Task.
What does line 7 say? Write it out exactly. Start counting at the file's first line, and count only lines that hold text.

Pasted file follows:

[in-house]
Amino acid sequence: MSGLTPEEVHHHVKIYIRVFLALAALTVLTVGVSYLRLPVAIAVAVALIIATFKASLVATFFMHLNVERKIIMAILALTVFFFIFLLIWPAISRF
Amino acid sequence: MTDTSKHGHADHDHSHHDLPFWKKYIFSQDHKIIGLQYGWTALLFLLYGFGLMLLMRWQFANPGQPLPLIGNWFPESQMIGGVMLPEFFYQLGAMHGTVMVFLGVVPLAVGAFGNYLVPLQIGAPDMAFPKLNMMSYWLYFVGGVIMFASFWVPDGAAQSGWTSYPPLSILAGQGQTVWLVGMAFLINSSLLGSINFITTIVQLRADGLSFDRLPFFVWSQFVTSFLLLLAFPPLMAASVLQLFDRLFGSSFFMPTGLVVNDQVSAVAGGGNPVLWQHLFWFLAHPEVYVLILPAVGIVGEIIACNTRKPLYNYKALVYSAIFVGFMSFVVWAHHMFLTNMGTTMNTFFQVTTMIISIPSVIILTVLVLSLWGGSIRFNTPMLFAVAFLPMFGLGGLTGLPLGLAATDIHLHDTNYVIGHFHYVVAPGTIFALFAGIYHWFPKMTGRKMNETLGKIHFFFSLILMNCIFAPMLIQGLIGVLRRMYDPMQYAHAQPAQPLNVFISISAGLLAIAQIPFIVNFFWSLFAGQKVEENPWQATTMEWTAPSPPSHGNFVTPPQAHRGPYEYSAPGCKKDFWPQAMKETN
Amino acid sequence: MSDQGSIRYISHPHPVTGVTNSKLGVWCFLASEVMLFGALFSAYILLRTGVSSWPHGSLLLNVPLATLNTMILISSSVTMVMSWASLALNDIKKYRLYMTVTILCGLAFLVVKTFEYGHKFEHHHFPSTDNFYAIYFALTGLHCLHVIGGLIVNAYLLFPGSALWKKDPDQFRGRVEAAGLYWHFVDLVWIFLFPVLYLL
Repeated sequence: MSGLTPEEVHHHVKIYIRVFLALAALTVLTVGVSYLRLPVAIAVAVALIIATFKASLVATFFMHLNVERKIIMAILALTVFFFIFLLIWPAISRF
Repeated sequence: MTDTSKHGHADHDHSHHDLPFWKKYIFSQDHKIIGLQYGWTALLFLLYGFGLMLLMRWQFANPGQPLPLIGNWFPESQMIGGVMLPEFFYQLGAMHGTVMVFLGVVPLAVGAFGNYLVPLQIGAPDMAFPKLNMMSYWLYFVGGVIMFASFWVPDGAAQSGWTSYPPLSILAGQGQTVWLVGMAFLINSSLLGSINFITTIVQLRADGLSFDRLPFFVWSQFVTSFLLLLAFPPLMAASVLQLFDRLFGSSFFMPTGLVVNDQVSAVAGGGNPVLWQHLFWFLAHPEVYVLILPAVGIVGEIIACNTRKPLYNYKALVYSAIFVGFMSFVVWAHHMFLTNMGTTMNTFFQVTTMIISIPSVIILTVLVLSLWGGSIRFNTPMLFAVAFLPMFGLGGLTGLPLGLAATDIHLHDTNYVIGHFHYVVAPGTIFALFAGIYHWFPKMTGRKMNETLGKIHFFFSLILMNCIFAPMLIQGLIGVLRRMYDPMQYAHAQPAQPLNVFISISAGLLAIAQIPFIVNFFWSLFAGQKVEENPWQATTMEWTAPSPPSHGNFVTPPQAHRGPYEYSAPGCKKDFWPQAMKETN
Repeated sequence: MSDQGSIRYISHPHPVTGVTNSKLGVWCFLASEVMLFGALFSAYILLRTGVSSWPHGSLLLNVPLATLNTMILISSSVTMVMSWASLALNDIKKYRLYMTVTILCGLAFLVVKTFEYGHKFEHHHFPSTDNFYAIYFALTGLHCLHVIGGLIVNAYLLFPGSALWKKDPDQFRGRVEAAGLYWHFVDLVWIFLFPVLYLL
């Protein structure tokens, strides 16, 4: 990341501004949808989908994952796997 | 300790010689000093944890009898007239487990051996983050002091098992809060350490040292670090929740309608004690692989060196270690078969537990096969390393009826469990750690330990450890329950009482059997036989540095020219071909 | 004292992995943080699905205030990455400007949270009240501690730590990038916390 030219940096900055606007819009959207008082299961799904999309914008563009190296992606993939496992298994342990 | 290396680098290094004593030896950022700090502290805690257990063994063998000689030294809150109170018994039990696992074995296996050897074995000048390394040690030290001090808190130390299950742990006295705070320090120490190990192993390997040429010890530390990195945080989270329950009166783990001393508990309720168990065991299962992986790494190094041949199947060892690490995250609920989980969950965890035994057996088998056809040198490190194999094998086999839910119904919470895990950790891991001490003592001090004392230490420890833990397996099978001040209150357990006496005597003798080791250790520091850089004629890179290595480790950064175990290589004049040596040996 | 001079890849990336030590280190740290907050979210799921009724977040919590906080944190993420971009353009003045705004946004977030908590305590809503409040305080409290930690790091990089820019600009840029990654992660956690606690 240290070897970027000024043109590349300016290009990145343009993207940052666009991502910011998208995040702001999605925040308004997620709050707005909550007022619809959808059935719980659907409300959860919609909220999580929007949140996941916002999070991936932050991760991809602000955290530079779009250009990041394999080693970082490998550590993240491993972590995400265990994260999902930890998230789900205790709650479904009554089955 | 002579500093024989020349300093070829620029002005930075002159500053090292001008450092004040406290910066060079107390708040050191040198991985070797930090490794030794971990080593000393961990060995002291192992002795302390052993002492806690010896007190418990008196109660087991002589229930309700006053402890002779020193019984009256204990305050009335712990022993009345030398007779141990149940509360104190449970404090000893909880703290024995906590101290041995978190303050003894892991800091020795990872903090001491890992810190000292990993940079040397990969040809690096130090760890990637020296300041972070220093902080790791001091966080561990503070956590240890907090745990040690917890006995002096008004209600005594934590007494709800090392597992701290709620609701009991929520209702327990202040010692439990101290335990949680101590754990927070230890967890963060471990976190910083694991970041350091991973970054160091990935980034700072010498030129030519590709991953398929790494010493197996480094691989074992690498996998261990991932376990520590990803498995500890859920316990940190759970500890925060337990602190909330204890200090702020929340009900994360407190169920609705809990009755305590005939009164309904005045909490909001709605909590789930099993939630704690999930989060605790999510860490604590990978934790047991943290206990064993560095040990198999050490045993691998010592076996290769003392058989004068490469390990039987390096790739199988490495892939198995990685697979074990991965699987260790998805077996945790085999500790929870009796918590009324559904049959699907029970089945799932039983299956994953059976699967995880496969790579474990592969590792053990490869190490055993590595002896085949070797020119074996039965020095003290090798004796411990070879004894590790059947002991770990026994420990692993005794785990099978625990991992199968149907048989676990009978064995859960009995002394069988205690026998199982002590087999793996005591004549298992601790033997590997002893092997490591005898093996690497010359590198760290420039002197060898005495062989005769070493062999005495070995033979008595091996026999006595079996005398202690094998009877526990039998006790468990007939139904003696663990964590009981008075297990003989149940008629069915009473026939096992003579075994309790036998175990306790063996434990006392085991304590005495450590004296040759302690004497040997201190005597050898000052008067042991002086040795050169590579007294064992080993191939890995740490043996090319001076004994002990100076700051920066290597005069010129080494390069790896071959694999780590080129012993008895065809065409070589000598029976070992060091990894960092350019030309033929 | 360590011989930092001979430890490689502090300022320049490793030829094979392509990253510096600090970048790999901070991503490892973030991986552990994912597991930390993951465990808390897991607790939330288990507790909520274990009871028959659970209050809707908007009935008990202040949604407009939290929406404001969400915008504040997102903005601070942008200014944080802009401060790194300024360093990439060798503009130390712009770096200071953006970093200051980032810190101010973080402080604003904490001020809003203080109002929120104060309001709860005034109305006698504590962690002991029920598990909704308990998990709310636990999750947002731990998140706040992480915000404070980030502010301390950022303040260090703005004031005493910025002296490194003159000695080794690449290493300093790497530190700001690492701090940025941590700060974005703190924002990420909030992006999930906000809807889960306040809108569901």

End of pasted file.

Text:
Repeated sequence: MSDQGSIRYISHPHPVTGVTNSKLGVWCFLASEVMLFGALFSAYILLRTGVSSWPHGSLLLNVPLATLNTMILISSSVTMVMSWASLALNDIKKYRLYMTVTILCGLAFLVVKTFEYGHKFEHHHFPSTDNFYAIYFALTGLHCLHVIGGLIVNAYLLFPGSALWKKDPDQFRGRVEAAGLYWHFVDLVWIFLFPVLYLL